Calls for new state company to supply rental housing
Nevin Economic Research Institute says reliance on private sector is not working
Tom Healy, director of the Nevin Economic Reseach Institute.
The Nevin Economic Research Institute has called for the establishment of a new semi-State housing company to supply the market with more affordable rental accommodation.
In its latest quarterly outlook, the trade union backed think-tank said the collapse in building output since the crash had resulted in chronic housing shortages, resulting in spiralling prices and rents.
It claimed the Government’s policy to date of relying on the private sector to meet demand had “not worked”.
To remedy the problem, the institute proposes the establishment of new semi-state company that would borrow money long-term at low rates.
It would use this money to commission the construction of around 50,000 new homes over five years and the purchase of an additional 20,000 vacant dwellings.
Tenants would be charged rents commensurate with the finance and construction costs of the properties, which is how similar housing agencies in Europe operate.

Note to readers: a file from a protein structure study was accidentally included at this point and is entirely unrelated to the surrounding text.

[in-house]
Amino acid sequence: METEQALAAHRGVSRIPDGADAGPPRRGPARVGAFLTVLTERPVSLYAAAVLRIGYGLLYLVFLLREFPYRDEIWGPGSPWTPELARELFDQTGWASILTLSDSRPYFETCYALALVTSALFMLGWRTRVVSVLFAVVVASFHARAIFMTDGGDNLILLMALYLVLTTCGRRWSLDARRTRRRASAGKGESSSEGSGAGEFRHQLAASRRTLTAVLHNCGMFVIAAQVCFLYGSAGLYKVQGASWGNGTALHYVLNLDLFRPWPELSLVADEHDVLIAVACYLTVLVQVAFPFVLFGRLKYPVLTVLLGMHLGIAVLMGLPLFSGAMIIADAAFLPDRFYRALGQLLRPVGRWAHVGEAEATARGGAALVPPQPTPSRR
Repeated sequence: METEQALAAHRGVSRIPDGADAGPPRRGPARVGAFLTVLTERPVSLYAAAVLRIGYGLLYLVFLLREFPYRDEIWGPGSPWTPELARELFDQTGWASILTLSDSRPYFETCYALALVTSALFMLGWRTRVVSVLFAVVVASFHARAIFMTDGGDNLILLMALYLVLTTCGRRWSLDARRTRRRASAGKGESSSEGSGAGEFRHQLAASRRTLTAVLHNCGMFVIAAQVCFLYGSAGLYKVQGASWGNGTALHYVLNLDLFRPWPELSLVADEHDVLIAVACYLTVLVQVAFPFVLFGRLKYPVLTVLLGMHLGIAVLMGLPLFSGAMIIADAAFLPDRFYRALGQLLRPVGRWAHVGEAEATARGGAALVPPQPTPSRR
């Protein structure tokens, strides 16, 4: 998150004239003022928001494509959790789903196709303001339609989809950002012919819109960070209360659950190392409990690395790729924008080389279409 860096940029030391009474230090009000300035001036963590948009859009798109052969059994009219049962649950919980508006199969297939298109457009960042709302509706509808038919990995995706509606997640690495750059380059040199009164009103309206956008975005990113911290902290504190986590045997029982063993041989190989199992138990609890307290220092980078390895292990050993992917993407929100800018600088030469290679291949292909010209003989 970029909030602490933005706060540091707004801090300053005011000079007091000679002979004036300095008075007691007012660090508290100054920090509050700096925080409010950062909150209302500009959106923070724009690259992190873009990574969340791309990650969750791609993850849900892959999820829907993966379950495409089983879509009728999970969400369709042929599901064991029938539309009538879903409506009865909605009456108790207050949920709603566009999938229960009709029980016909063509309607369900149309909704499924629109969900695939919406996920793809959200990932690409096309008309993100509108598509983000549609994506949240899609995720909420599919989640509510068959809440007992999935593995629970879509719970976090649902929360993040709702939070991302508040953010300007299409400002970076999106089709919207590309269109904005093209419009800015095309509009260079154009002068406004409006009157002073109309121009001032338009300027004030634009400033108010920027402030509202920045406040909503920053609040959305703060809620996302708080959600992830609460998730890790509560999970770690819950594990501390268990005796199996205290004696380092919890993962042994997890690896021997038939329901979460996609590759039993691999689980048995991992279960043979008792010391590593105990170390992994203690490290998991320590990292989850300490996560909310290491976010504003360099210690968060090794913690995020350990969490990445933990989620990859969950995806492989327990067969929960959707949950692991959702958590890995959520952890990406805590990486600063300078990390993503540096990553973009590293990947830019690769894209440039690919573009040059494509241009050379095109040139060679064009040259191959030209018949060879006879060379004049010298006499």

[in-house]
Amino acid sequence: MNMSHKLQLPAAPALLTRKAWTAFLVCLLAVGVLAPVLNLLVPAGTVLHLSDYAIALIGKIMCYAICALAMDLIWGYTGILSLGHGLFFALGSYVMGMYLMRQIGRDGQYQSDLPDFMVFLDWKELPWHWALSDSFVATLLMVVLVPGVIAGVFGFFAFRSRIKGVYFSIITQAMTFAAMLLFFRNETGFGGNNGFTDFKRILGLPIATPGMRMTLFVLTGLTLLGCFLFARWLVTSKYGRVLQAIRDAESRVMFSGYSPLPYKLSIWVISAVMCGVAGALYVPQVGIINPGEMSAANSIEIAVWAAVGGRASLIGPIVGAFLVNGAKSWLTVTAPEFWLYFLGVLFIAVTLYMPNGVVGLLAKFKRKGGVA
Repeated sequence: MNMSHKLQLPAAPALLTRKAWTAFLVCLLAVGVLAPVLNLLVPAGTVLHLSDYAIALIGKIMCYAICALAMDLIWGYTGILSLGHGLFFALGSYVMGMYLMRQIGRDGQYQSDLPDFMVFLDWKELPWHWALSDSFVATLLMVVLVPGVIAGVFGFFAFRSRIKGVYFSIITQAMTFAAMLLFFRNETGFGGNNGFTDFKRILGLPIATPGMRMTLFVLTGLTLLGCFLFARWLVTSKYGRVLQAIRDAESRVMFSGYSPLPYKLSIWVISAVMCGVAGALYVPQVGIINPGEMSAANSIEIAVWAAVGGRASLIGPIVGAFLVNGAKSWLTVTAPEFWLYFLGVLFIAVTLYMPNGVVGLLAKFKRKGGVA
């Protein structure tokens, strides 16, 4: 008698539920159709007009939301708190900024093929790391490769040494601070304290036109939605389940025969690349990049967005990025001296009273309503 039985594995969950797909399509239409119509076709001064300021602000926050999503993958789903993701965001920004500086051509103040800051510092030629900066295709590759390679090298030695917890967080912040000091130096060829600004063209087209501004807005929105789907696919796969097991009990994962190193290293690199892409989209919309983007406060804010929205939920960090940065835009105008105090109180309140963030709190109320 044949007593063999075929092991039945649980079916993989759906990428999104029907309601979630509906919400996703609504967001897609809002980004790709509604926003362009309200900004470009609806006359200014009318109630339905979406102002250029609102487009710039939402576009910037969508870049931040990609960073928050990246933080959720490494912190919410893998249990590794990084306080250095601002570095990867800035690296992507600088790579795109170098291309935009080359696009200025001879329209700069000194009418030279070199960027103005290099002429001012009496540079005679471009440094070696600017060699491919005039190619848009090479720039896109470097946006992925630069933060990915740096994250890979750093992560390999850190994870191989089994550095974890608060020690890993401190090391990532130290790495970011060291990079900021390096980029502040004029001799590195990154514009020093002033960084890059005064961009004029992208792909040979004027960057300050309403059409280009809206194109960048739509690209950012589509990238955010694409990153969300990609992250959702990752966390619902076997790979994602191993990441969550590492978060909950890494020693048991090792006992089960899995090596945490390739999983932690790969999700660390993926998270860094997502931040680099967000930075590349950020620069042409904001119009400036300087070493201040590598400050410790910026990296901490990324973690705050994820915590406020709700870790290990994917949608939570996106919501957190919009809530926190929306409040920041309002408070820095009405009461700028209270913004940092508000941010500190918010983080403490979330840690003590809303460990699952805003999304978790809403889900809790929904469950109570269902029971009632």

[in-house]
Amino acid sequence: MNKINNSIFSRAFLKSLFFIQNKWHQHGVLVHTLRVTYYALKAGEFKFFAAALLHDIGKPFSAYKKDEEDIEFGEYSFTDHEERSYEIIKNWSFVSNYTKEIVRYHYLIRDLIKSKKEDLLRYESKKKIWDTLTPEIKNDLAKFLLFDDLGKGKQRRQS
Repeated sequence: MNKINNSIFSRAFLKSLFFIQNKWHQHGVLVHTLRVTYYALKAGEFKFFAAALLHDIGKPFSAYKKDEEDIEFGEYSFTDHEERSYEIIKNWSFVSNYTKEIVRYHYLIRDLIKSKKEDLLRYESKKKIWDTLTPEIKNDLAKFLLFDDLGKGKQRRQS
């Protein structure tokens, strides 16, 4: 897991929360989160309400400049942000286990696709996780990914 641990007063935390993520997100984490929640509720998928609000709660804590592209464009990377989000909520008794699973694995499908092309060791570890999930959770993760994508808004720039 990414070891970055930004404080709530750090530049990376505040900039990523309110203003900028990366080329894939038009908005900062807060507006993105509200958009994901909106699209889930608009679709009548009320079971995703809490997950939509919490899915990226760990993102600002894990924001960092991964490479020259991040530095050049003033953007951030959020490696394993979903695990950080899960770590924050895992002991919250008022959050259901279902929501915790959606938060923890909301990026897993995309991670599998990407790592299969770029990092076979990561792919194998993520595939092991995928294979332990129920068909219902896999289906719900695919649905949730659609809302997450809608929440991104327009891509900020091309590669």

The institute suggested the total capital investment required would be around €12 billion, with the initial €3 billion coming from the State via Strategic Banking Corporation of Ireland (SBCI), which would then be used to leverage a further €9 billion.
By claiming “a very significant place” in the market, the new housing company could help exert downward pressure on rent increases and, at the same time, contribute to higher supply, it said.
In its report, the institute said the outlook for the Irish economy remained positive, noting domestic demand, the bulk of which comes from consumption and investment, would drive growth in 2017 and 2018.
It forecast growth in gross domestic product (GDP) would be 3.8 per cent this year and 3 per cent next year, which was roughly in line other agency forecasts.
The think-tank noted that employment growth in the economy last year averaged 3 per cent with end-year total employment reaching an estimated just over two million. While this was the highest fourth quarter total since 2008, employment was still 100,000 below its 2007 peak.
“Our baseline assumption is that the economy is not yet overheating and that there remains some limited scope for above trend growth and the working through of pent-up demand,” it said.
“Notwithstanding the distortion arising from activities of certain multinational companies, it is clear that the real economy of the Republic has been growing strongly. This is, also, in spite of Brexit related headwinds and the fall in the value of Sterling.”